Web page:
Herb Kelleher is synonymous with success. He has become the poster child for the airline industry in an era where there has been precious little good news. Kelleher founded Southwest Airlines against considerable behind the scenes and blatant opposition and went on to head one of the most significant success stories in American business.
Kelleher was born in the late winter of 1931 in New Jersey. He enjoyed his education in the Northeast and moved with his wife and four children to Texas, theoretically to start a law firm. In the early 70′s the airline industry was going through one of its many periodic reinventions and endured a very poor reputation among consumers. Kelleher was sure that he could change this by injecting a breath of fresh air, a maverick approach and a different philosophy. To him, the "hub and spoke" operating system employed by the major airlines had inherent flaws and was a major reason for their litany of problems. In addition, the congestion at these major hub airports was a major turnoff for flyers and Kelleher decided that, rather than be like all other startups and try to squeeze gate allocations, he would choose a different approach.
Other airlines have mimicked the Southwest approach, perhaps most notably JetBlue, but the major airlines have been unable to achieve the high rankings of Southwest, which has been number one for on-time arrivals and departures more often than not. Kelleher opted for simplicity, choosing only the Boeing 737 planes throughout the entire fleet for logistical and operational purposes. He ensured that the company honed the task of turning around a plane between landing and takeoff to a fine art, so that they could utilize these very expensive assets to ultimate effect during each flying day. Perhaps most notably, Southwest avoids all the major airports and features secondary city ports or other fields which are essentially close to major conurbations.
Kelleher is known for his colorful personality and his larger-than-life approach. The Southwest Airlines of today owes virtually everything to this and its customer service has being built on a lighter approach to the sometimes dowdy business of flying, while maintaining a first-class work ethic and an unrivaled approach to safety.
"We tell our people, "don’t worry about profit. Think about customer service." Profit is a byproduct of customer service. It’s not an end in and of itself." Kelleher maintains that the company is marketed gregariously. He injects an element of self-deprecation and encourages all his staff to engage an outgoing personality. It is not unknown for flight attendants to sing their in-flight announcements or to cast pithy comments about a particularly bumpy landing, for example.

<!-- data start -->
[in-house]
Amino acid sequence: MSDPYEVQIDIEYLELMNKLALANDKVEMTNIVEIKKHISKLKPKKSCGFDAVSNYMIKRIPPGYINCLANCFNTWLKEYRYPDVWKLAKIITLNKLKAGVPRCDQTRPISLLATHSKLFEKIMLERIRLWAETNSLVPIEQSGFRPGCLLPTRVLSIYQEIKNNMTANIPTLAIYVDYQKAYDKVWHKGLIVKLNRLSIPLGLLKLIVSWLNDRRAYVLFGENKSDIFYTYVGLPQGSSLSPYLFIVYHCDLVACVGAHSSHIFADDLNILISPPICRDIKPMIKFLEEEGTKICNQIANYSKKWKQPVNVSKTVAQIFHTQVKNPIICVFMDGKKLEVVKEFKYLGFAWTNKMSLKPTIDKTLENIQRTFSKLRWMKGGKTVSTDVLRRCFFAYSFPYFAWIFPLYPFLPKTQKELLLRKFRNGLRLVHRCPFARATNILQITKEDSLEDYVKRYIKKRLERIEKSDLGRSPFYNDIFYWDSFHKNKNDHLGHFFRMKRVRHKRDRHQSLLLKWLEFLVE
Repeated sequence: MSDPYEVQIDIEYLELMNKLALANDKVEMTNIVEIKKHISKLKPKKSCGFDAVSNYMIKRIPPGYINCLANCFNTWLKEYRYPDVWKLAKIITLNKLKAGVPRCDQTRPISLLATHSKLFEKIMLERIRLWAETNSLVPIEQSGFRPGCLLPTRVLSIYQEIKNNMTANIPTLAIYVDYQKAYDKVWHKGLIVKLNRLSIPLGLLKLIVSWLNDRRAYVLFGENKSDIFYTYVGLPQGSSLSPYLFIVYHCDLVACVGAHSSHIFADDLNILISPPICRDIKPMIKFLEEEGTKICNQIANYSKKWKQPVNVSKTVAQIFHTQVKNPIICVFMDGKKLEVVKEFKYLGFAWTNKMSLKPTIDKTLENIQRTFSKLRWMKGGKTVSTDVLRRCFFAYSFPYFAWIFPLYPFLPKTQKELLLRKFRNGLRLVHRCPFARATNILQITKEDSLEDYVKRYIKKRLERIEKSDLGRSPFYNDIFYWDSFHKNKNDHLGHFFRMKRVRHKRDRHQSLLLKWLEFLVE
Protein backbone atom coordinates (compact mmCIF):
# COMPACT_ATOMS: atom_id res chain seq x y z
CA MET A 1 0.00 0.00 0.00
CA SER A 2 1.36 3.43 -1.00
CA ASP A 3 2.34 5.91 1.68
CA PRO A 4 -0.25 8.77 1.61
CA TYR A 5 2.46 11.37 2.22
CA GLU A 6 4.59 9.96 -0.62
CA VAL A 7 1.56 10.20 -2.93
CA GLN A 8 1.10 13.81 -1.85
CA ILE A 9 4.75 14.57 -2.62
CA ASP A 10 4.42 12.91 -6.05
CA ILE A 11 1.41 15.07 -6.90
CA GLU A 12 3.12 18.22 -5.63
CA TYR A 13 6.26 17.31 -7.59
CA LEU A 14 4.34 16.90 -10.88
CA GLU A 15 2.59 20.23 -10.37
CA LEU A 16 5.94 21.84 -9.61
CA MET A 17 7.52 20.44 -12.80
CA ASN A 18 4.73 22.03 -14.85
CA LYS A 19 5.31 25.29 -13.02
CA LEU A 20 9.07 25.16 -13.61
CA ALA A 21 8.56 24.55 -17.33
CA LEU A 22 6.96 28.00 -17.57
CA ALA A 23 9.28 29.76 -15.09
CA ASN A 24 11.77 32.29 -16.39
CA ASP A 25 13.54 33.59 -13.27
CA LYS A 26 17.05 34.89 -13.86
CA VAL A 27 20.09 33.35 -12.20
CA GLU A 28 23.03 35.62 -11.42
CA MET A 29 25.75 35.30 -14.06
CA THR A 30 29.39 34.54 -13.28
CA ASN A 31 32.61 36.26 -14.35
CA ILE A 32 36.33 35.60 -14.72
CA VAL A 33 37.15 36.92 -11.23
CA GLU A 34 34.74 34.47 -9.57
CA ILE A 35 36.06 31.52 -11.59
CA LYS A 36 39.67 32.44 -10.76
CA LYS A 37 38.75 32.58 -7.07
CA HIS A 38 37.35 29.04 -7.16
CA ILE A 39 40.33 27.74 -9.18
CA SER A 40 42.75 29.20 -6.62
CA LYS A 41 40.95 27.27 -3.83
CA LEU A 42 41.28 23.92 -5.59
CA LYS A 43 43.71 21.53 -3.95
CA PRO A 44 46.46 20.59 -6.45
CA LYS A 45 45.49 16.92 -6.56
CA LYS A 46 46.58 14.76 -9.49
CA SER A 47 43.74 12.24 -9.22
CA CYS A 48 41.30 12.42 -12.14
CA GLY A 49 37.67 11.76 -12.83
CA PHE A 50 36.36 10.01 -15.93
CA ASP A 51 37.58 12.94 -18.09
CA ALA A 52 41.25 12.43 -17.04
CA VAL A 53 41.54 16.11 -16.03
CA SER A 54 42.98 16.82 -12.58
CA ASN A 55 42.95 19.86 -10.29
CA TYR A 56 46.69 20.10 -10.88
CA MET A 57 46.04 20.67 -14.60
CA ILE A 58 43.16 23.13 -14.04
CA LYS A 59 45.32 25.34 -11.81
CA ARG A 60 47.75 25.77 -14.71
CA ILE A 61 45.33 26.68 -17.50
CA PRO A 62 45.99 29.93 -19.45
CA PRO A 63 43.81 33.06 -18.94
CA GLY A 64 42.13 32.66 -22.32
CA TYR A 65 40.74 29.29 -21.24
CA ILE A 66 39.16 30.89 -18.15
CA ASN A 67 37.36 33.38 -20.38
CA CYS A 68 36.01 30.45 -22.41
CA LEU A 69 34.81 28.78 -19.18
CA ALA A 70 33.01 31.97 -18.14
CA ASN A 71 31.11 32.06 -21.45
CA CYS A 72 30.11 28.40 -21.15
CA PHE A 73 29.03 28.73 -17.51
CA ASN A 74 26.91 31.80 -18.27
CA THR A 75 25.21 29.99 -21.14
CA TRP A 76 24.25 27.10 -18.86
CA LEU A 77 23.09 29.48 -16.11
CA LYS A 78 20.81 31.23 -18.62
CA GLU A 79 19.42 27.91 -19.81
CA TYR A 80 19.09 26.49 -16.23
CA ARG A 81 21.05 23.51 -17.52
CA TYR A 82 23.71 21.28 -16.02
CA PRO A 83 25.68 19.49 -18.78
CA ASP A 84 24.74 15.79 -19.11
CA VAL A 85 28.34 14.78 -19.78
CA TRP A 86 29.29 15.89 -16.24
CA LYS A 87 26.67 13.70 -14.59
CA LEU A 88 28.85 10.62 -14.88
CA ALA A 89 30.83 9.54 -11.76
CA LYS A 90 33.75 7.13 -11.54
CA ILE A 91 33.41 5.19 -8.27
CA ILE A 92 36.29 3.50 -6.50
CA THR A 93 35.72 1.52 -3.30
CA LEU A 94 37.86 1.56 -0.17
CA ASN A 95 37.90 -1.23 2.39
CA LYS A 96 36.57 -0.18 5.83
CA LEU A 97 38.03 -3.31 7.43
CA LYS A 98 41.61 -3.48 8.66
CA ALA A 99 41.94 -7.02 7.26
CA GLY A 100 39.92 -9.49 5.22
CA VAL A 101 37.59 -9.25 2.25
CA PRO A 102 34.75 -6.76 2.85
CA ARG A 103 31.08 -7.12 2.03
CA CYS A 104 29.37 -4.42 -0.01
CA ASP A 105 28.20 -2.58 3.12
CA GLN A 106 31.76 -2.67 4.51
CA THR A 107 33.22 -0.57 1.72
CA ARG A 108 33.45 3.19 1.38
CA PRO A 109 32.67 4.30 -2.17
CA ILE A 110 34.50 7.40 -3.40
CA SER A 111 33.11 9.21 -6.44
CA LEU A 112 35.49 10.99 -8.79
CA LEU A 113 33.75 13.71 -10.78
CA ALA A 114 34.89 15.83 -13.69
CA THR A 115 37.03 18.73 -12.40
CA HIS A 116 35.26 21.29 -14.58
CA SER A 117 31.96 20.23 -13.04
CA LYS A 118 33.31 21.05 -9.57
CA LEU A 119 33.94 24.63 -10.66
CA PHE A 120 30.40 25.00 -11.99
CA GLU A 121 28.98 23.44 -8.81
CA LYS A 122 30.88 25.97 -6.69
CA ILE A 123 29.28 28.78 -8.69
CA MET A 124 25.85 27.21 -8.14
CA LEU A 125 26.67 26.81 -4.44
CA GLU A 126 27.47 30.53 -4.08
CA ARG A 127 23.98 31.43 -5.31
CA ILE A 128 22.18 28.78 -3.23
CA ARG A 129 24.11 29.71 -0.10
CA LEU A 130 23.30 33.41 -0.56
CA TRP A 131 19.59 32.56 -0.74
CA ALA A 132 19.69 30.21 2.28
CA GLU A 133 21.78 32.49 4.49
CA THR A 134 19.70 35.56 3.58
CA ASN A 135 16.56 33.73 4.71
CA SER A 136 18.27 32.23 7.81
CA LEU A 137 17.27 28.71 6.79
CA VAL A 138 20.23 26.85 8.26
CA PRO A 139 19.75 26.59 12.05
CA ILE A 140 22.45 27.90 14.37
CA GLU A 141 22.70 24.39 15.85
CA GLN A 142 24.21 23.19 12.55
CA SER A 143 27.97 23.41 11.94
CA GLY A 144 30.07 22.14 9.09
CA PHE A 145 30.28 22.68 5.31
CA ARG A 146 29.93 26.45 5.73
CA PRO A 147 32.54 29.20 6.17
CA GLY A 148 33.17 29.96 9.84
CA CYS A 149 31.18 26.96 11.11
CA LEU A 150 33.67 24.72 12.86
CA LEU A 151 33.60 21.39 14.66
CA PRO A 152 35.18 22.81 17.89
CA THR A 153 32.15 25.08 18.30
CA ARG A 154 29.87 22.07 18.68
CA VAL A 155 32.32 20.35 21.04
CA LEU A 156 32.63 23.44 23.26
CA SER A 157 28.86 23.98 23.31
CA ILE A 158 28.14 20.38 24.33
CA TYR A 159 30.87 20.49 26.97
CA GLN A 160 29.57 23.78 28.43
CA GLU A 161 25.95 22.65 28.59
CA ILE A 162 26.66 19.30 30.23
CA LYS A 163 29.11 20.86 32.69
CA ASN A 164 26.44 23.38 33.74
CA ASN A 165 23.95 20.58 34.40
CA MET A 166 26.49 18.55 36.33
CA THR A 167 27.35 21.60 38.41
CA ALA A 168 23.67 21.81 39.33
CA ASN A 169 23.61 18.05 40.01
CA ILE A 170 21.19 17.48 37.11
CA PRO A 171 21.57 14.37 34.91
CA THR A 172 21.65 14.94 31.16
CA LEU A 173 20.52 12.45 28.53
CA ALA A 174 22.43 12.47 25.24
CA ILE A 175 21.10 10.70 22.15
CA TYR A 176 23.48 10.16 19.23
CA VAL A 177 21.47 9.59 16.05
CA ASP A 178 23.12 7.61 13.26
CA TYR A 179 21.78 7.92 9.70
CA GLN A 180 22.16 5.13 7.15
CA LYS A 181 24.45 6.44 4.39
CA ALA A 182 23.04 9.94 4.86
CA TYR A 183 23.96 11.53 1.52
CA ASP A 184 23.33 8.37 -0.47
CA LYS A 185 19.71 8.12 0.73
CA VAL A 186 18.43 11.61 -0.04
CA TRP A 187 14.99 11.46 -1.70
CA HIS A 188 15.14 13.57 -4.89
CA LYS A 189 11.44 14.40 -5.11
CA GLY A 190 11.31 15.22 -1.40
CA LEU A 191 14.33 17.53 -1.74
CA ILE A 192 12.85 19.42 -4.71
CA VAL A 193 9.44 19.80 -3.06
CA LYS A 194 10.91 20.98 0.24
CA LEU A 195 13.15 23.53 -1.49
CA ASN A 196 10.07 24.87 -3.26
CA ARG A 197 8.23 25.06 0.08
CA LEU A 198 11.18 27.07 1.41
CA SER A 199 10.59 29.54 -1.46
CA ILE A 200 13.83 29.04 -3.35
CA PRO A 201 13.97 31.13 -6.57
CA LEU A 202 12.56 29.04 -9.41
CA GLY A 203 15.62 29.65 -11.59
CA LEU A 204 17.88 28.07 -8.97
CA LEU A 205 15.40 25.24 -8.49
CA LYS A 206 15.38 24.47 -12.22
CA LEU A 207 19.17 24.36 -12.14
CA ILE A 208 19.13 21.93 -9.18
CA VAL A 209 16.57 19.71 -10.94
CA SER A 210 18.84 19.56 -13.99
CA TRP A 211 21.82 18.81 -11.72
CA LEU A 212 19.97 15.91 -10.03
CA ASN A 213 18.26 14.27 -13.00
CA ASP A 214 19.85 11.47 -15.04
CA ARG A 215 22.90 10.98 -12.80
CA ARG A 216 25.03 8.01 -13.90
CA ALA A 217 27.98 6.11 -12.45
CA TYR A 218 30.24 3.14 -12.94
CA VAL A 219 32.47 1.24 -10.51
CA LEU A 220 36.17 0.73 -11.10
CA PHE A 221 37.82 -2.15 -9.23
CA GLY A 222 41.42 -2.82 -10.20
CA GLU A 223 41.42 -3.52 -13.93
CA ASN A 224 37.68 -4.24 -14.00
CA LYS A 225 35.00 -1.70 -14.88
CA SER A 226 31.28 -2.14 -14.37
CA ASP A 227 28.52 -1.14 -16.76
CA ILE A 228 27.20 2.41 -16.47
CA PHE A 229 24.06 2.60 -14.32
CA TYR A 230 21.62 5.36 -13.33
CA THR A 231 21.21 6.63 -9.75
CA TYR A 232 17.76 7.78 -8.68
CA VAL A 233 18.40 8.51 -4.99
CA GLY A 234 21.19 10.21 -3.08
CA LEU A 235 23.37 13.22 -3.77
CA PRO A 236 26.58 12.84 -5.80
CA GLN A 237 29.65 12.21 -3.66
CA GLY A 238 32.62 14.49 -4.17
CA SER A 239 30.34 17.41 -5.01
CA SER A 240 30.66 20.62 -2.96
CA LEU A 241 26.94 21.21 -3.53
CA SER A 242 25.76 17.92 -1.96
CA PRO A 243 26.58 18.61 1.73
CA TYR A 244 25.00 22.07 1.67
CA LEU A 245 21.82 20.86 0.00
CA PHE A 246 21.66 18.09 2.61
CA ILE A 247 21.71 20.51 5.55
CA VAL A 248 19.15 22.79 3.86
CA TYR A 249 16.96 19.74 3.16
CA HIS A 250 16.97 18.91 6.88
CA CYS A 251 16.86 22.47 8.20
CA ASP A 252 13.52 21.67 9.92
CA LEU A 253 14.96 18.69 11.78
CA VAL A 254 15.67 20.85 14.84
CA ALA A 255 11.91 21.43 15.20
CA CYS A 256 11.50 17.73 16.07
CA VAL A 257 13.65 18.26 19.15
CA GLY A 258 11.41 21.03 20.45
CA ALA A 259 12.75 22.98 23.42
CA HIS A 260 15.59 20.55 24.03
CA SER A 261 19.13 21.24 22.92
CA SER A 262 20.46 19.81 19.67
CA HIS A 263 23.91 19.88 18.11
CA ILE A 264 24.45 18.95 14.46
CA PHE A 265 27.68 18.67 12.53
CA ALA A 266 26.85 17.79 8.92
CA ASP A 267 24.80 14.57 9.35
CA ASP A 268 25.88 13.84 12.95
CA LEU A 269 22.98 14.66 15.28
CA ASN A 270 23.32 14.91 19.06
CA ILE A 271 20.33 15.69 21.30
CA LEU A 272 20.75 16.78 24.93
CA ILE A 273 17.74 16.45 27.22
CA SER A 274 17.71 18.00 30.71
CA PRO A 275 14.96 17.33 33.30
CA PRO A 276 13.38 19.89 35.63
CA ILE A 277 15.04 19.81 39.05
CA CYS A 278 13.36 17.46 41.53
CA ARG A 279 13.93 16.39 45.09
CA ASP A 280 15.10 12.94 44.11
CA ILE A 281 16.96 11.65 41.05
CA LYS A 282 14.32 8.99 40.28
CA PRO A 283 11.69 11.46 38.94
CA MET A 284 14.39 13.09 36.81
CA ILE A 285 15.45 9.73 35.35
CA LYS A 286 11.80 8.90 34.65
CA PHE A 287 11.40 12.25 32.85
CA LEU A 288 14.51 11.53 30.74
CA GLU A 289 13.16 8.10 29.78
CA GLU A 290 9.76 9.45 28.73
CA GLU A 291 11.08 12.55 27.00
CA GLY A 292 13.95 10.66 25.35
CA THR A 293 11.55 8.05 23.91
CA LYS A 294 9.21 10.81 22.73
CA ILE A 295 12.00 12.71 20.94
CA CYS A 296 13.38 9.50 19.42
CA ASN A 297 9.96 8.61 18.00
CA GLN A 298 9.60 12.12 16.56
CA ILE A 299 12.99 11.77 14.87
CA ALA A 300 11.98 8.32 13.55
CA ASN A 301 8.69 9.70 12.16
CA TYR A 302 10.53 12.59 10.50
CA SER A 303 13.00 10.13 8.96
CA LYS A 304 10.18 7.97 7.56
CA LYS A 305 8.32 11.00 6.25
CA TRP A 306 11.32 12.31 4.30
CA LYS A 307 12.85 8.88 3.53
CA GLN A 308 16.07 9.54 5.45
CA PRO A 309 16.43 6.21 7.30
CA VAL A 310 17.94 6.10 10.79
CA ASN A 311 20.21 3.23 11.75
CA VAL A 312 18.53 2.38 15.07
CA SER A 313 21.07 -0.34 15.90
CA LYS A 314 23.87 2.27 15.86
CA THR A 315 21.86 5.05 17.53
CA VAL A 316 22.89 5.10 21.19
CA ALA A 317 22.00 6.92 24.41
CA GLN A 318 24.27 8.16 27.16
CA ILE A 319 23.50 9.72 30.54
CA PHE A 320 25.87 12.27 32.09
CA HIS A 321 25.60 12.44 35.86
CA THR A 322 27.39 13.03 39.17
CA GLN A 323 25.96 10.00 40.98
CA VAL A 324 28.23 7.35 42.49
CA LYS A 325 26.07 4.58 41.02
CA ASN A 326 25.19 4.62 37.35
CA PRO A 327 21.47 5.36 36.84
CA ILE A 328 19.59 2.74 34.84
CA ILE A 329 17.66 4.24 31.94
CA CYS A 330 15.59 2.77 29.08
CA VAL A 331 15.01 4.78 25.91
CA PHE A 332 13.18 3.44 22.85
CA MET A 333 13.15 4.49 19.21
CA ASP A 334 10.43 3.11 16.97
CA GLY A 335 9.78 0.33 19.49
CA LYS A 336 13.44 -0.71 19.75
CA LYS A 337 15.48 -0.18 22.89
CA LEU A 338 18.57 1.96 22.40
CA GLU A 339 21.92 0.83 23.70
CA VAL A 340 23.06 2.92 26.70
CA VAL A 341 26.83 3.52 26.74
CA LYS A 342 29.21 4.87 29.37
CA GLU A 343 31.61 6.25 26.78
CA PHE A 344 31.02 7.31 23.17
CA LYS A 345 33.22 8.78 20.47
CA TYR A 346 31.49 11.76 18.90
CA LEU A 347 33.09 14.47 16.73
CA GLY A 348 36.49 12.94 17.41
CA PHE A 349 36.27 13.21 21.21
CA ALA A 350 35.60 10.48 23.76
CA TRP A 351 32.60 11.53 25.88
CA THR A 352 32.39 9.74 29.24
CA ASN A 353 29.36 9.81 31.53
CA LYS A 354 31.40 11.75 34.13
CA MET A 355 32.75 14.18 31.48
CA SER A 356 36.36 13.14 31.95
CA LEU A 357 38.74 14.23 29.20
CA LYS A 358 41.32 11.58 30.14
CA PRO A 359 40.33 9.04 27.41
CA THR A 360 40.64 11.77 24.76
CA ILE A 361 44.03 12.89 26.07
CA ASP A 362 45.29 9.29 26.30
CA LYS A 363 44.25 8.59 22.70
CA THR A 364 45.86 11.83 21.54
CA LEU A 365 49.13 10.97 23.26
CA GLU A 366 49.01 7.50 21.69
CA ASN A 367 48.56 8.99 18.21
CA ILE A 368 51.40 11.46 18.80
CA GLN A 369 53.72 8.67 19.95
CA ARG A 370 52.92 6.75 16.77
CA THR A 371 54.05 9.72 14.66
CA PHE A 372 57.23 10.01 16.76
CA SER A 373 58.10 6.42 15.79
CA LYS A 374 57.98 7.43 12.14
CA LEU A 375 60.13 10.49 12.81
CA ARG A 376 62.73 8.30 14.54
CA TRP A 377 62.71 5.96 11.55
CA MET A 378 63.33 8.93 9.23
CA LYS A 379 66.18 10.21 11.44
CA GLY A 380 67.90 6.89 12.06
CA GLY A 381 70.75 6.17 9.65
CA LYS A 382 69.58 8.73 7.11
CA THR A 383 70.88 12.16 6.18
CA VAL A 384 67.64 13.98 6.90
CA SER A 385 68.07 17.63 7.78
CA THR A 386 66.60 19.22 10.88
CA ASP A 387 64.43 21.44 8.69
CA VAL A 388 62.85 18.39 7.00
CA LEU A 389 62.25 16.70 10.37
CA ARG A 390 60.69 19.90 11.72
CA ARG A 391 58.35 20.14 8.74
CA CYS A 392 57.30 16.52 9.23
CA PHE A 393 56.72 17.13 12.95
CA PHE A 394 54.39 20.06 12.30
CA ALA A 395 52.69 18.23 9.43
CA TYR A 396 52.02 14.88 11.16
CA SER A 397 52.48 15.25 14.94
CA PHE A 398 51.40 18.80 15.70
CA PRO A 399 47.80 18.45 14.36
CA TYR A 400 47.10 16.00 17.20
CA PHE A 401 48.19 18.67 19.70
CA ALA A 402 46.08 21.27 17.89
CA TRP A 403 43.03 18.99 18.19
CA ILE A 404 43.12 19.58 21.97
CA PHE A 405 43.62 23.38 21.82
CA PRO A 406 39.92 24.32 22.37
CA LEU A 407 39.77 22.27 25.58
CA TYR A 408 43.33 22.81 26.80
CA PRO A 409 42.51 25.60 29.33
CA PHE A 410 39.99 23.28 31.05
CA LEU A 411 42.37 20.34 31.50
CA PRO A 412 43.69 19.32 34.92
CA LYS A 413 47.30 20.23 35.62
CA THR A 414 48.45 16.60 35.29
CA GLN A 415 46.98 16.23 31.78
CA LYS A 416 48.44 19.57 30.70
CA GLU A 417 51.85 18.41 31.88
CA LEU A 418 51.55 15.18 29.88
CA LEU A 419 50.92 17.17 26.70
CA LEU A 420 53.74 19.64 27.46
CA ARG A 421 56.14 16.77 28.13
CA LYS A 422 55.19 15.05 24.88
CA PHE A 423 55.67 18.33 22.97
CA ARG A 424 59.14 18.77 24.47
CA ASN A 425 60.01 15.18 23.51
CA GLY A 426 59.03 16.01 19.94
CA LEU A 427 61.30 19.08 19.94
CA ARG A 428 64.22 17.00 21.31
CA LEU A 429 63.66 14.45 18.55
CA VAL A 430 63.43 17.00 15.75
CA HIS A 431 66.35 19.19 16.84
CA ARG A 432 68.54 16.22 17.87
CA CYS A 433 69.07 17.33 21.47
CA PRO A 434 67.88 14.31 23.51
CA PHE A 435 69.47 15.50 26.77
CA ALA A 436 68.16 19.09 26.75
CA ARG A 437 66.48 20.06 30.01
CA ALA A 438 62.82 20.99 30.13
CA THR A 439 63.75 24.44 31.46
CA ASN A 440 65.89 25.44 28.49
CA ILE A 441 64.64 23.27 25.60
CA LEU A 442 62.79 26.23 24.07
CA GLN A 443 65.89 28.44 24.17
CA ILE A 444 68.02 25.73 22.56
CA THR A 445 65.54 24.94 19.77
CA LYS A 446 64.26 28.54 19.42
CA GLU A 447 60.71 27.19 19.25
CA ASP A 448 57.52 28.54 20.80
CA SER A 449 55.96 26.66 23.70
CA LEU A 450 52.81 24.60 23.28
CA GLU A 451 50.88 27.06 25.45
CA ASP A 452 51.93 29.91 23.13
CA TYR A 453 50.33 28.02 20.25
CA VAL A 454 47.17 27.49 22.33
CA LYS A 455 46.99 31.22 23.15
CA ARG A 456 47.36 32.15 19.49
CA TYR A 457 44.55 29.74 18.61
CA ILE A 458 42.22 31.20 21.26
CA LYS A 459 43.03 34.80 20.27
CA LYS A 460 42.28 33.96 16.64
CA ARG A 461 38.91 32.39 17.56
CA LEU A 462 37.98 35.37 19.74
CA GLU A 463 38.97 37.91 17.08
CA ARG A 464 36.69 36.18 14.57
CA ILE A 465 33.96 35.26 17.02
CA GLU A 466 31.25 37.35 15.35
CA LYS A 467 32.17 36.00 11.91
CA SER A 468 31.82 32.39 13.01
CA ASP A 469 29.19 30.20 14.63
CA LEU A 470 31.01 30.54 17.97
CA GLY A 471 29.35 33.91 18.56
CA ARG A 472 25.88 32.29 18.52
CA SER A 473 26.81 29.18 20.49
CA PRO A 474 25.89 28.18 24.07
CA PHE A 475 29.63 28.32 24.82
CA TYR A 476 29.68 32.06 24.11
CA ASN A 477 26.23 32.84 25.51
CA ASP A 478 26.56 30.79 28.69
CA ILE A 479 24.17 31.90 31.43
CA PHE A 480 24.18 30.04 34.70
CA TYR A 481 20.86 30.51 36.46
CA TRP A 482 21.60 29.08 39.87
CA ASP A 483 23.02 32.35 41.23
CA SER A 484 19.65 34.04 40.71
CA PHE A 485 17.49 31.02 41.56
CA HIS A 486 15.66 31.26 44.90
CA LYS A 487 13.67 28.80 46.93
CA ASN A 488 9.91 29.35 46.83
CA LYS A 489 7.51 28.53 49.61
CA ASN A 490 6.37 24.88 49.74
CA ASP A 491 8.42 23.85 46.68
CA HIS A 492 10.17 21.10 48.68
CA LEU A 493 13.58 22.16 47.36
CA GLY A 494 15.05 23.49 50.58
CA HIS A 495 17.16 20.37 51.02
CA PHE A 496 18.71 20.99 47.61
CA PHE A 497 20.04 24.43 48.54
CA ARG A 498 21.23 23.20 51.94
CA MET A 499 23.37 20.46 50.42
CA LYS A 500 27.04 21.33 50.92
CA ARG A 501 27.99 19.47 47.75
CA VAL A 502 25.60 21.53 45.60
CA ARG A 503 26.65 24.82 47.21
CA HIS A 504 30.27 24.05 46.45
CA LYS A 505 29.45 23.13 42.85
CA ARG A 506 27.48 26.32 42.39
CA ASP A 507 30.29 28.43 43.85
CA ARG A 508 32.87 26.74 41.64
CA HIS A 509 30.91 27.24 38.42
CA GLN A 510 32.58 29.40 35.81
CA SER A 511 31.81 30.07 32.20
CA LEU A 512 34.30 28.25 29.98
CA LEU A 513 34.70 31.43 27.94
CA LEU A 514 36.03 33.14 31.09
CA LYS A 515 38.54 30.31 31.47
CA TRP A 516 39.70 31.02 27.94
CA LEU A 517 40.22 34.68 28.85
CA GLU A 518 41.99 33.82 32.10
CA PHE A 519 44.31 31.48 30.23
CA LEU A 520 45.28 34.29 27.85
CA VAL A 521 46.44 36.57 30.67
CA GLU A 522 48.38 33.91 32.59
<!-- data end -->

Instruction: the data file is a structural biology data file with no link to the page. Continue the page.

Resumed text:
Southwest Airlines can be viewed as one of the few truly original success stories within the airline industry. At the time of its launch, it was certainly seen as one of many upstarts, destined for bankruptcy in short order. However, Kelleher’s approach defied critics and the company has gone on to be nothing less than an outstanding success. Southwest has been named one of the most admired corporations in America and the best place to work on many different occasions.
In 1996, Kelleher wrote a book entitled "Nuts," documenting the success of the airline, its title referring to his famous policy of serving only soft drinks and peanuts onboard at a time when others were complicating issues with meals of varying size. He likes to keep in the present and take advantage of trends, advocating an open approach. For example, he is frequently seen flying on Southwest routes and engaging with other passengers.
Kelleher may be a joker, but he is very shrewd. He knows that his disarming personality makes it difficult for other people to take offense, yet beneath that front is a highly efficient "people person" and one who knows how to motivate. "People who emphasize too strongly the fact that they are professionals usually are not very good at what they do."
In business today there are few top executives like Kelleher, who seems to shun the traditional American corporate image and everything that it evokes. He has certainly struck a chord with flyers and, almost forty years later, Southwest Airlines continues to go from strength to strength.